In a private media event this week Corsair unveiled its latest contribution to the PC industry: gaming keyboards, mice and headsets. All of these new peripherals fall under the Vengeance brand. The motivation behind this move is simple: starting with memory and eventually expanding into power supplies, SSDs and cases, Corsair wants to be your one-stop shop for nearly everything you need for your PC. The CPU, motherboard and video card markets are either impossible to get into or undesirable for a manufacturer that doesn't already play in those spaces, leaving peripherals as one of the only options for expansion.

Traditionally companies avoided getting into the peripheral space because you have to compete with very wealthy and experienced competitors: Logitech and Microsoft. With Logitech trying to expand into other areas beyond peripherals it appears that Corsair is hoping that its competitor will lose a bit of its focus. Whether or not this works out for Corsair remains to be seen, but let's look at the products.

Vengeance Headsets

Corsair has dabbled in headsets already but with the Vengeance brand it expands the line considerably. Starting this October the company will offer three different Vengeance headsets priced from $39 up to $99.

 

The Vengeance 1500 is the top end SKU with two 50mm drivers, simulated 7.1 surround sound and USB support (integrated audio codec). The 1300 is the same as the 1500 but substitutes in a 1/8" stereo plug instead of USB.

 

The 1100 is a lighter design that uses 40mm drivers but with USB support.

Corsair Vengeance Headsets
  Vengeance 1500 Vengeance 1300 Vengeance 1100
Price $99 $79 $39

 

Vengeance Keyboards & Mice

The entire Vengeance peripheral lineup is targeted at gamers. Start focused and expand beyond there seems to be the strategy. Corsair's initial keyboard & mice offerings are targeted at two genres of games: MMO/RTS and FPS. All of the Vengeance keyboards & mice feature an aluminum construction.

The MMO/RTS targeted products are called the Vengeance K90 and M90. The K-series are for keyboards while the M-series refer to mice. The K90 is backlit with over 90 individual LEDs (almost one behind every key). It uses Cherry MX mechanical red switches for each key which have a 2mm actuation travel (4mm total travel). There's no accompanying click sound with these keys, they have a nice linear but springy travel to them. The Cherry MX red switches apparently require the least amount of force to actuate out of their entire lineup of switches. Corsair claims the keyboard will recognize up to 20 simultaneous keystrokes.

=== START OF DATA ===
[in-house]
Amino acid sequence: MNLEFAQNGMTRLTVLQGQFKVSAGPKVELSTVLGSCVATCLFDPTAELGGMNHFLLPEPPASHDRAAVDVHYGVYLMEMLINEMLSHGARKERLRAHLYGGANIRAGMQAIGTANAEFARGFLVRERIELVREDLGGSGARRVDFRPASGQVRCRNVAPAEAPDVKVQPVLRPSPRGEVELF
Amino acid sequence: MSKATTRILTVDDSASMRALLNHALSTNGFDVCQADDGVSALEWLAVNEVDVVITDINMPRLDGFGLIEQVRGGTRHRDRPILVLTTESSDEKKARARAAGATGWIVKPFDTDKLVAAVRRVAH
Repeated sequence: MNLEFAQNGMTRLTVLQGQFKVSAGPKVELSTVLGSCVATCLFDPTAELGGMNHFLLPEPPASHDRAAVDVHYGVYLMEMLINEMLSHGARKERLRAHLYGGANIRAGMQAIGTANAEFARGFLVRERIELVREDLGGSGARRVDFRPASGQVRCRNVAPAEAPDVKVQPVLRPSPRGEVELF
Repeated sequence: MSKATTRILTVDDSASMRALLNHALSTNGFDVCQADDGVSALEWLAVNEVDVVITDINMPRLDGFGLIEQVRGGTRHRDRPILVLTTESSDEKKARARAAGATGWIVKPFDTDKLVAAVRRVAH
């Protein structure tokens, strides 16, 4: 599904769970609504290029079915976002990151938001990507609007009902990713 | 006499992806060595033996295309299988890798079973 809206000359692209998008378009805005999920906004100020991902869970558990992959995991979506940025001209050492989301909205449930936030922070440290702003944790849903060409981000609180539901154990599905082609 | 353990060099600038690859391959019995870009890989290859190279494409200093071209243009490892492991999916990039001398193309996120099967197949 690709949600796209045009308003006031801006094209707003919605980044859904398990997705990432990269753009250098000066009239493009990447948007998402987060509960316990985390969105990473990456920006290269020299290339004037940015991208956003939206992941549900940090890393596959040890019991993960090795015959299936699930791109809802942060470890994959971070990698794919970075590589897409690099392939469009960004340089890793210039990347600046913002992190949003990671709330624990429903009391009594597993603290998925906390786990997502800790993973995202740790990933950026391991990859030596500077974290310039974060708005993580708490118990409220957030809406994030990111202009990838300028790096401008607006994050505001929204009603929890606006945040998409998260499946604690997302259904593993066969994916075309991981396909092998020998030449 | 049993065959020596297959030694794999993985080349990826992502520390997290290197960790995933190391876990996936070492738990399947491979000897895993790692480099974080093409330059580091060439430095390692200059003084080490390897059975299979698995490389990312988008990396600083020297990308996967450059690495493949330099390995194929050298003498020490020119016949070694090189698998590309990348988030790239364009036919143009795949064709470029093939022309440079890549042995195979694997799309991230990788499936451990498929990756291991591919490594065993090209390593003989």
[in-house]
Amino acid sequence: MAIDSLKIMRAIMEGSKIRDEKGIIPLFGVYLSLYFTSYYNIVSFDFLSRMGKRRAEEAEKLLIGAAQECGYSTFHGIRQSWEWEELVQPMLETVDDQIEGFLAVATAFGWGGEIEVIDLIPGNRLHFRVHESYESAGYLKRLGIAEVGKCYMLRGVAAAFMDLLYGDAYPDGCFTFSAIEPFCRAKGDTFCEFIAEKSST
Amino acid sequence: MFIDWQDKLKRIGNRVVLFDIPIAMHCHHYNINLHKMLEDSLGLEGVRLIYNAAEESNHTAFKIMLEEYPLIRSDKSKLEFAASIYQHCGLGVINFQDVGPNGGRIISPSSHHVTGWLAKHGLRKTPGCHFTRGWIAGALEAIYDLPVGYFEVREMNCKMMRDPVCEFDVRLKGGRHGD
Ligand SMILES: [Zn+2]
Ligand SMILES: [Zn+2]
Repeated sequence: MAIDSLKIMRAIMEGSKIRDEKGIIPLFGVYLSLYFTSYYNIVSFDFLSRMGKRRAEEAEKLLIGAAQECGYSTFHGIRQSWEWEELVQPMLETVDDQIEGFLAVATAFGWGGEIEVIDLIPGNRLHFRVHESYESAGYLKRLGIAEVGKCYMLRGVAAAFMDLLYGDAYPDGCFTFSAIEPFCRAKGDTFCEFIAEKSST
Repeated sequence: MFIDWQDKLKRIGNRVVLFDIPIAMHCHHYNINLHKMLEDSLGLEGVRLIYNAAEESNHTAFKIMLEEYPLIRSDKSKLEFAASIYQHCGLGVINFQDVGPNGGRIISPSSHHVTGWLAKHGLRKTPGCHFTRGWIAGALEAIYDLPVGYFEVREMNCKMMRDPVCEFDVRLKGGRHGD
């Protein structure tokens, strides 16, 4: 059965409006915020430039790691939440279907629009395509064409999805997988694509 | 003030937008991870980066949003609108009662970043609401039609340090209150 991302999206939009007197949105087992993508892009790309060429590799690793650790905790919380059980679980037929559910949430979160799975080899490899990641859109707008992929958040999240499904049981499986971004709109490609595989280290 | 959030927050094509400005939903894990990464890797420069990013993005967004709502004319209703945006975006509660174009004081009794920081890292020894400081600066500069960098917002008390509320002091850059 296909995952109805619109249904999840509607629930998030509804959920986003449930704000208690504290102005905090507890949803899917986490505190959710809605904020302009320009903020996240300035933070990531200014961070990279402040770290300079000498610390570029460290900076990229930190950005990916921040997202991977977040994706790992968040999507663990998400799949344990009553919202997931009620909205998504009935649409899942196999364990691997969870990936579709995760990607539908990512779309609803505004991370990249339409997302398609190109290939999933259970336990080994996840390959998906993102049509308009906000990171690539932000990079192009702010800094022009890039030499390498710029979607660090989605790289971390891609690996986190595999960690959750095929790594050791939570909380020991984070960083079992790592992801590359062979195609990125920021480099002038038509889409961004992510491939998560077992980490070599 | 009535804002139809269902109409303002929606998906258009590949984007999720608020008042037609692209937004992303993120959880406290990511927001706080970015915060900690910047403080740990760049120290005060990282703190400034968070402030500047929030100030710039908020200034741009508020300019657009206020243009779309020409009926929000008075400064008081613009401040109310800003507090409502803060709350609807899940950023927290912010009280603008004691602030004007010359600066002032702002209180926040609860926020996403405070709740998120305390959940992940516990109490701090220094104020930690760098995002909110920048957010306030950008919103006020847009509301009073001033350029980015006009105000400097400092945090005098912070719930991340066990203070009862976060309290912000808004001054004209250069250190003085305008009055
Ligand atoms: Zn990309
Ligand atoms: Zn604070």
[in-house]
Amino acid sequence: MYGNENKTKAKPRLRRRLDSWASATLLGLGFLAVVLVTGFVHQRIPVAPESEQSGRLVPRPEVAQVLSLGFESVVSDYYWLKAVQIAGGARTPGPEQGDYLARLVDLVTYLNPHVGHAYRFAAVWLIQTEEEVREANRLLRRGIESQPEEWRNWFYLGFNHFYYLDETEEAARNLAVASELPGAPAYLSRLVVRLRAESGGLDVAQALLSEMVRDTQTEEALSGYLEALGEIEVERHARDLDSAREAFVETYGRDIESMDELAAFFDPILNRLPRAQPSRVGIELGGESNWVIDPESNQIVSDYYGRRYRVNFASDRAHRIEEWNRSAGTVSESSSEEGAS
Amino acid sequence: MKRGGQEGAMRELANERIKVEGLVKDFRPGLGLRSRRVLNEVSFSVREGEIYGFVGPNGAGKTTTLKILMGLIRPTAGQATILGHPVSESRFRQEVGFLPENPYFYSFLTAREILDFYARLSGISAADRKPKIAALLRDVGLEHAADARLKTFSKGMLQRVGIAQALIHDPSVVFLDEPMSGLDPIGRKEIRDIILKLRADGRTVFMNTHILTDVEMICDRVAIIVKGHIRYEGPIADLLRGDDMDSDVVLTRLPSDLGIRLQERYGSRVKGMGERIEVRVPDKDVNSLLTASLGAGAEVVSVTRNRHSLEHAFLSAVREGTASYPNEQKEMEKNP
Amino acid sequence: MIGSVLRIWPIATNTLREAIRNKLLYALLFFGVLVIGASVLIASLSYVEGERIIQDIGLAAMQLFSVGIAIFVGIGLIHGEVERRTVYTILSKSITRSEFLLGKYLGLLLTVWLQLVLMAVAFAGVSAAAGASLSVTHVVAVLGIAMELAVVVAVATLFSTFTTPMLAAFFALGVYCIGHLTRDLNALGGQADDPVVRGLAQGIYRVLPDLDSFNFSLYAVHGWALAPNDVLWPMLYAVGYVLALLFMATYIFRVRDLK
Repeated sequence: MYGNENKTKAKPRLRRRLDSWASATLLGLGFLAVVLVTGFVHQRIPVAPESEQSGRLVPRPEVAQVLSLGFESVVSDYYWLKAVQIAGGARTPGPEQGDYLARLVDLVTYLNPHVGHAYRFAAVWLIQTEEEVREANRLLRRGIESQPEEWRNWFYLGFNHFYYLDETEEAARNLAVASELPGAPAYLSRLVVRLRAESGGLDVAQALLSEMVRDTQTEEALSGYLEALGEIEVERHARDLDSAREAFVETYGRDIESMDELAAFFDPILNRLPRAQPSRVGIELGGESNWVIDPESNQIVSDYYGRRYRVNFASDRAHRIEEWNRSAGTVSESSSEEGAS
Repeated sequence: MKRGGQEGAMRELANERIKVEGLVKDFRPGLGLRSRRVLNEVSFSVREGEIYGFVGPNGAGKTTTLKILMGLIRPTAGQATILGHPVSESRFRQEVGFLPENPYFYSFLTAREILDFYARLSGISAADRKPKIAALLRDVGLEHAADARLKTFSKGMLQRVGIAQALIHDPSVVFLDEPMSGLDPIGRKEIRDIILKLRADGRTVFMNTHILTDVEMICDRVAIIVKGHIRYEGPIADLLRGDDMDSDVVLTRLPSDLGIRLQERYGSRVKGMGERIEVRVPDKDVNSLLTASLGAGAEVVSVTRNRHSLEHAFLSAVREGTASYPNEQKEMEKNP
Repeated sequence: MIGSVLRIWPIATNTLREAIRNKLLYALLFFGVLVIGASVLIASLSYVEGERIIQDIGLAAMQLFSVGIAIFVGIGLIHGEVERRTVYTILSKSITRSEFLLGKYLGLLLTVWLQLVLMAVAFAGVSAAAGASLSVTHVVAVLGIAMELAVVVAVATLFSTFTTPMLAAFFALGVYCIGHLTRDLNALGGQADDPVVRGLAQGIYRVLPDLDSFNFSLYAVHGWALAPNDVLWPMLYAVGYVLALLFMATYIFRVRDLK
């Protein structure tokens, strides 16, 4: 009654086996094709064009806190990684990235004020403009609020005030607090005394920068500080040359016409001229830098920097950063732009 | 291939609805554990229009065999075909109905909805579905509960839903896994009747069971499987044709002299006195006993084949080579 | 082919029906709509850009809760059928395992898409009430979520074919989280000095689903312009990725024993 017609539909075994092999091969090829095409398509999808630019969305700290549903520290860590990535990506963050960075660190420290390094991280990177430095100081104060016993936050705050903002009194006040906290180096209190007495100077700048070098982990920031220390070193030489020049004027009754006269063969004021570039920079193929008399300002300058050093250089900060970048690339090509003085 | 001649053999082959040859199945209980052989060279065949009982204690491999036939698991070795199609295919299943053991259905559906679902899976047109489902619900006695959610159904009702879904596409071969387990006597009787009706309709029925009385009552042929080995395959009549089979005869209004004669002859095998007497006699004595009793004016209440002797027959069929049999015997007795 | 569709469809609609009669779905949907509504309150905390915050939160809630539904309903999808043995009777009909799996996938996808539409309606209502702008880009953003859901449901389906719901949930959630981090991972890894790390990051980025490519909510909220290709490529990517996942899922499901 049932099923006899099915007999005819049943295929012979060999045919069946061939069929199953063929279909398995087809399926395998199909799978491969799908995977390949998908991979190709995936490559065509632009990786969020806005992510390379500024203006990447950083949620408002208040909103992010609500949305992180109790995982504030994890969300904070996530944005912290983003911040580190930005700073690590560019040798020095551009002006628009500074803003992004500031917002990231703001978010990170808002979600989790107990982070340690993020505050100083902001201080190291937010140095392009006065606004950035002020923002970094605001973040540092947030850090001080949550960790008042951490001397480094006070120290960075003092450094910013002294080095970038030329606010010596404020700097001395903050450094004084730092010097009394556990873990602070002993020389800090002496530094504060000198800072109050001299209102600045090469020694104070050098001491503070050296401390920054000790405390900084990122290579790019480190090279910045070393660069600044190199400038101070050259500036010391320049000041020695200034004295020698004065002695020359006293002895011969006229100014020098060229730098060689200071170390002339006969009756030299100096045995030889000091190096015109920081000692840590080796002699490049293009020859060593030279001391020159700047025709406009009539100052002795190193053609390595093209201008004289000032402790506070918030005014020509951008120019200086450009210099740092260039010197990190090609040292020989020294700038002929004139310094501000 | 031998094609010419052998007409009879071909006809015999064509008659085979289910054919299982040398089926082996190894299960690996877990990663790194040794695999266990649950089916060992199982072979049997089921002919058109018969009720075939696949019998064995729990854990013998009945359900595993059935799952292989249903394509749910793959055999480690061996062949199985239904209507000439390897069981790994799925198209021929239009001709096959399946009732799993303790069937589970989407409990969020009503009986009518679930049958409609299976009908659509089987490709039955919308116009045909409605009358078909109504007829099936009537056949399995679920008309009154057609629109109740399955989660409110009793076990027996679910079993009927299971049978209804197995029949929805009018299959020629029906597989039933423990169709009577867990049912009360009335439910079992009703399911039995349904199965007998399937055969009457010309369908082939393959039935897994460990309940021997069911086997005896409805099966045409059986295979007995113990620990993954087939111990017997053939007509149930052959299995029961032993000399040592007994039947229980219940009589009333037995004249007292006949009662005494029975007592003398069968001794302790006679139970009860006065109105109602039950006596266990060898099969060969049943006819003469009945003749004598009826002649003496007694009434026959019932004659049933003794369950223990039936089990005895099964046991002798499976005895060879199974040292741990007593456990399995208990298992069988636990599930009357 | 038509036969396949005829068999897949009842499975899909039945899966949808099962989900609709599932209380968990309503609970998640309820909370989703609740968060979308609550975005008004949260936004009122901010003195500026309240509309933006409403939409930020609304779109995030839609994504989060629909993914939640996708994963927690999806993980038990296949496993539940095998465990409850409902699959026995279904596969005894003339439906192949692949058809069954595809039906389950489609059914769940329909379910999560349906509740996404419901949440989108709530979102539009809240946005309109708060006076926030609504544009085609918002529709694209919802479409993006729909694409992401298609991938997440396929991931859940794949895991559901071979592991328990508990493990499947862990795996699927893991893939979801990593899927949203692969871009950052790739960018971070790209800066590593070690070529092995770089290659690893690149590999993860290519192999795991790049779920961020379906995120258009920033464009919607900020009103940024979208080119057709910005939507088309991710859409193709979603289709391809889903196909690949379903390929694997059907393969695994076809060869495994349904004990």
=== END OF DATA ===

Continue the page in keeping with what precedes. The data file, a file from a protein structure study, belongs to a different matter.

The MMO/RTS focus comes in with the K90's 18 customizable macro keys. You can switch between three different sets of macros, for a total of 54 total macros. The macros are defined using Corsair's Vengeance gaming software.

The corresponding mouse is the M90:

The M90 uses an Avago ADNS-9500 5700 DPI laser sensor. The mouse has 9 customizable side buttons.

On the FPS side there are the K60 and M60. Let's start with the K60:

The aluminum chassis and Cherry MX red mechanical switches are both present, but the individual key lights are gone as are the macro keys. The K60 instead ships with a removable wrist wrest (which is actually quite comfortable) and easily removable, textured WASD and 1-6 number keys. When not in use, the textured keys can be stored in the wrist wrest. The feel of each keypress remains the same as the K90, but the macro keys are gone and the styling of the K60 is a bit different.

The M60 mouse includes a sniper button that allows you to quickly switch between high and low DPI modes (customizable in software).

Corsair Vengeance Headsets
  Vengeance K90 Vengeance K60 Vengeance M90 Vengeance M60
Price $129 $109 $79 $69

 

Final Words

I had some brief hands on time with all of the newly announced Vengeance peripherals, they all felt good but it'll take much longer than a short play session to really evaluate these things. I'm mostly curious to see how well these things do in the hands of hardcore gamers. Does Corsair have what it takes to pull customers away from the likes of Logitech, Microsoft and Razer?

Corsair's new Vengeance lineup will be available starting next month.